Screenshot 2024-03-25 at 11.00.30 am
Source: Factset, Bloomberg, Goldman Sachs

While QVG pays attention to this, it's far from the whole story: “We invest in companies with good balance sheets and other financial metrics that should deliver better than expected results over the long term," says Waters.

QVG’s watchlist: Where the team sees value now

Waters believes some companies are currently overvalued, pointing to Pro Medicus (ASX: PME), Temple & Webster (ASX: TPW), and Audinate (ASX: AD8) as examples.

He notes they are good companies, but their high valuations mean they’re not currently in the portfolio.

“I always maintain that if you pick a good company, even if you stuff up the entry point, the longer you own it, the more likely you are to make money. And the inverse is true for a bad company,” Waters says.

“We have to wait until the end of this decade until they grow into a valuation that we think is reasonable.”

He calls out six of the fund’s top 10 companies he expects will deliver good earnings growth over the next three to five years – primarily driven by their potential to acquire other companies.

“But what’s really important is that these companies have solid track records of delivering on that basis, performance above where market consensus expects,” Waters says.

The companies are:

The long and the short of QVG’s investment process Josh Clark, portfolio manager of the QVG Long-Short fund, spoke about the role the fund’s short book plays as a “shock absorber” in delivering long-term returns.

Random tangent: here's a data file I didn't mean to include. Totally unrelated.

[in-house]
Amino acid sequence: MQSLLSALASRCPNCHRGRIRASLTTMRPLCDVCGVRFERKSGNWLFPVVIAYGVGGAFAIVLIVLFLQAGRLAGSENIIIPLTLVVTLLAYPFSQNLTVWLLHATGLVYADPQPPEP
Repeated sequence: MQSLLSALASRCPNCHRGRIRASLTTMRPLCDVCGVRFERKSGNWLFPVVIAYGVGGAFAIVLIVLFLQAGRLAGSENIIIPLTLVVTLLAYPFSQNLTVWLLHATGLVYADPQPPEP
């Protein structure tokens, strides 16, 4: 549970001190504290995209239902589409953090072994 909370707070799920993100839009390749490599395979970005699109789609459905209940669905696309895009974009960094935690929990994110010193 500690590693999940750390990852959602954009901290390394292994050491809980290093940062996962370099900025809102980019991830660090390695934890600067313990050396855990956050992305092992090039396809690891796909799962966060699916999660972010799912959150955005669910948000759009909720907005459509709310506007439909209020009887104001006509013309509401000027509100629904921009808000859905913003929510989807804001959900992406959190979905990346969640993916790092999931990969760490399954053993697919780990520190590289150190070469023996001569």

QVG Long Short Fund - contribution of Long versus Short

Screenshot 2024-03-25 at 11.01.07 am
Source: QVG Capital

On the long side, some of the key holdings he calls out as top drivers of recent returns include:

The 10 largest positions, which also include MAAS Group (ASX: MGH), HUB24 (ASX: HUB) and Zip Co (ASX: ZIP) are a mixed bag in terms of their respective industry and sector exposures and their differing business models.

“There’s a lot in there…but there’s a consistent theme. The vast majority of these have proven themselves capable of consistently growing their earnings over the long-term.”

On the short side, the fund typically holds short positions in between 10 and 30 names, which complement the 20 to 40 long positions. Clark says the team has been covering (buying back) a few of these positions recently, where it believes the worst of their earnings weaknesses are behind them. Examples include: